If ex-InterMune CEO's conviction goes to the Supreme Court, who wins?

Does free speech apply to pharma marketing? Last year, a U.S. appeals court ruled that it does--and that sales reps and drugmakers that tout drugs for off-label use can't be prosecuted. And that point of view could soon get additional support from a higher authority.

The case, U.S. v. Caronia, might have gone to the U.S. Supreme Court, had the FDA elected to appeal the Second Circuit's decision. But the agency didn't. Now, however, former InterMune CEO Scott Harkonen has asked the U.S. high court to review his fraud conviction. Once again, off-label speech is at issue, this time in a press release.

Here's the background: InterMune ($ITMN) had been trying to develop Actimmune for a new use in idiopathic pulmonary fibrosis, but when the trial data arrived, the drug failed on all the trial endpoints. But the company crunched some numbers on subsets of patients, and found some attractive results in people with mild to moderate IPF. So, in a press release he wrote himself, Harkonen touted those numbers, without explaining that they came from a post hoc analysis of the trial data.

Harkonen did note in the release that Actimmune had officially failed the trial. But he highlighted the positive numbers--and projected that the drug could bring in up to $500 million a year if approved for use in that subset of patients. Prosecutors tagged InterMune with off-label marketing, but Harkonen's eventual conviction came under the category of wire fraud.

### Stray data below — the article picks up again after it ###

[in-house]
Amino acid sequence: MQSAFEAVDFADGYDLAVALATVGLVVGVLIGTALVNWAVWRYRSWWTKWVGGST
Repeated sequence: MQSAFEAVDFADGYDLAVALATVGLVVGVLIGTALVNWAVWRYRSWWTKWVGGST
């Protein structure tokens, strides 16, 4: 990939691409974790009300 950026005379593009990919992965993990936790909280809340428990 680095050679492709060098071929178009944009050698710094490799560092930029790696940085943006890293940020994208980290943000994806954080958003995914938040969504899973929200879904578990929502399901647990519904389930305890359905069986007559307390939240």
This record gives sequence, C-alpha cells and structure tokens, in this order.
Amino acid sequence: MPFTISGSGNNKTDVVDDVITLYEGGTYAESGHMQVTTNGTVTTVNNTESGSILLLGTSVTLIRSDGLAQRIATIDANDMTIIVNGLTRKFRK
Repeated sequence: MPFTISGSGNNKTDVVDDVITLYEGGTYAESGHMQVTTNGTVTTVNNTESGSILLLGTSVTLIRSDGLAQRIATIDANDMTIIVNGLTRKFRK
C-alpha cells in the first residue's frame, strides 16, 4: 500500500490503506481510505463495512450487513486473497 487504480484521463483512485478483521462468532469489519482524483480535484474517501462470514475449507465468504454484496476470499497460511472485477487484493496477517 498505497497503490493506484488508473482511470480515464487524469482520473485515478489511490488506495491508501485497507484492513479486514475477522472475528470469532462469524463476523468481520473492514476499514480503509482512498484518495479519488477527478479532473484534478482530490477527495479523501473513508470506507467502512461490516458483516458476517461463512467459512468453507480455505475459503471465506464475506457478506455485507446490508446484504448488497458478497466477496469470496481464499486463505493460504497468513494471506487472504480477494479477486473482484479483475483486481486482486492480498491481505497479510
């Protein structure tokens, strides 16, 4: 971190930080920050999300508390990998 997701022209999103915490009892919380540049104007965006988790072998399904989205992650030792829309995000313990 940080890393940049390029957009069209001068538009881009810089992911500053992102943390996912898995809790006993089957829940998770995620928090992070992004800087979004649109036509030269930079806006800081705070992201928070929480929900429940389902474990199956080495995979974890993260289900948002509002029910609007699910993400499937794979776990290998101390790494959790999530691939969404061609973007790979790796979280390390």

Harkonen is now serving a sentence of 6 months of home confinement. He's not happy about that. Nor is he happy that he'll be effectively barred from the pharma business once he's free, because he won't be able to work for a company that bills Medicare. He appealed on free speech grounds, but an appeals court didn't buy the argument--and he since has asked the Supreme Court to take on his case.

As the Washington Post reports, there's some consternation in the scientific community about Harkonen's case, because it involves interpretation of research data, which scientists do every day (as one Post source points out). But In the Pipeline notes that Harkonen's post hoc data analysis is sketchy business. Eventually, in one subset of patients or another, something promising will pop up, if only due to chance. (Incidentally, Intermune did eventually test Actimmune in that very patient group--and the drug failed again.)

For the marketing side of things, a Supreme Court ruling in Harkonen's favor wouldn't be a direct hit to off-label marketing rules. But it could bolster the free speech argument enough to make pursuing it--as Allergan ($AGN) and Par Pharmaceutical both have with their own free-speech lawsuits against the FDA--worth pharma's money. First, though, the Supreme Court has to agree to hear the case. Stay tuned.

- read the In the Pipeline piece
- get more from the Washington Post

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